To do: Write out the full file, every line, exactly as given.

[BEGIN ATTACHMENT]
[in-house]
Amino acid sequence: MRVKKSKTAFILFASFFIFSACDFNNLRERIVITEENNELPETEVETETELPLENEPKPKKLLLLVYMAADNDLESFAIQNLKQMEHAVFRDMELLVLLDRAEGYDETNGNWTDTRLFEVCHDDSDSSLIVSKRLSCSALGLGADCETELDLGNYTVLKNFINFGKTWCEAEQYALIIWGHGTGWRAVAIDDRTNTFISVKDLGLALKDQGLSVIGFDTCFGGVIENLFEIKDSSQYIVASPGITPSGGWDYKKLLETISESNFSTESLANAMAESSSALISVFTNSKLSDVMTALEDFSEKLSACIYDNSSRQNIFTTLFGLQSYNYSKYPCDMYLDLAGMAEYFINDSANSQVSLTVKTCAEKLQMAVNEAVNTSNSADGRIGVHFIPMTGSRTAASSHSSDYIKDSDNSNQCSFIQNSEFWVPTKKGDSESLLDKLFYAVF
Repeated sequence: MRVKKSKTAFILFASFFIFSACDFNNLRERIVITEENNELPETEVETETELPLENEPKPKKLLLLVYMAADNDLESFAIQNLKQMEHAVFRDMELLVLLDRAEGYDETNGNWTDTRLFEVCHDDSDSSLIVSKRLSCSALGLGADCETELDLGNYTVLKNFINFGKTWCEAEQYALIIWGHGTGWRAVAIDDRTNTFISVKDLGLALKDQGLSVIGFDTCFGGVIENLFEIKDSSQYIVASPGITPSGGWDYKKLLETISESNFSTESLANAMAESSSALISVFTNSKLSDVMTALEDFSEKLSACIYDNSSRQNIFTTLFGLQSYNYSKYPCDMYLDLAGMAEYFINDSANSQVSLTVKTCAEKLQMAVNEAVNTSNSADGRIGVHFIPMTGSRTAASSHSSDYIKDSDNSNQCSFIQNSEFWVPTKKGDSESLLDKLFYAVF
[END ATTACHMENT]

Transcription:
[in-house]
Amino acid sequence: MRVKKSKTAFILFASFFIFSACDFNNLRERIVITEENNELPETEVETETELPLENEPKPKKLLLLVYMAADNDLESFAIQNLKQMEHAVFRDMELLVLLDRAEGYDETNGNWTDTRLFEVCHDDSDSSLIVSKRLSCSALGLGADCETELDLGNYTVLKNFINFGKTWCEAEQYALIIWGHGTGWRAVAIDDRTNTFISVKDLGLALKDQGLSVIGFDTCFGGVIENLFEIKDSSQYIVASPGITPSGGWDYKKLLETISESNFSTESLANAMAESSSALISVFTNSKLSDVMTALEDFSEKLSACIYDNSSRQNIFTTLFGLQSYNYSKYPCDMYLDLAGMAEYFINDSANSQVSLTVKTCAEKLQMAVNEAVNTSNSADGRIGVHFIPMTGSRTAASSHSSDYIKDSDNSNQCSFIQNSEFWVPTKKGDSESLLDKLFYAVF
Repeated sequence: MRVKKSKTAFILFASFFIFSACDFNNLRERIVITEENNELPETEVETETELPLENEPKPKKLLLLVYMAADNDLESFAIQNLKQMEHAVFRDMELLVLLDRAEGYDETNGNWTDTRLFEVCHDDSDSSLIVSKRLSCSALGLGADCETELDLGNYTVLKNFINFGKTWCEAEQYALIIWGHGTGWRAVAIDDRTNTFISVKDLGLALKDQGLSVIGFDTCFGGVIENLFEIKDSSQYIVASPGITPSGGWDYKKLLETISESNFSTESLANAMAESSSALISVFTNSKLSDVMTALEDFSEKLSACIYDNSSRQNIFTTLFGLQSYNYSKYPCDMYLDLAGMAEYFINDSANSQVSLTVKTCAEKLQMAVNEAVNTSNSADGRIGVHFIPMTGSRTAASSHSSDYIKDSDNSNQCSFIQNSEFWVPTKKGDSESLLDKLFYAVF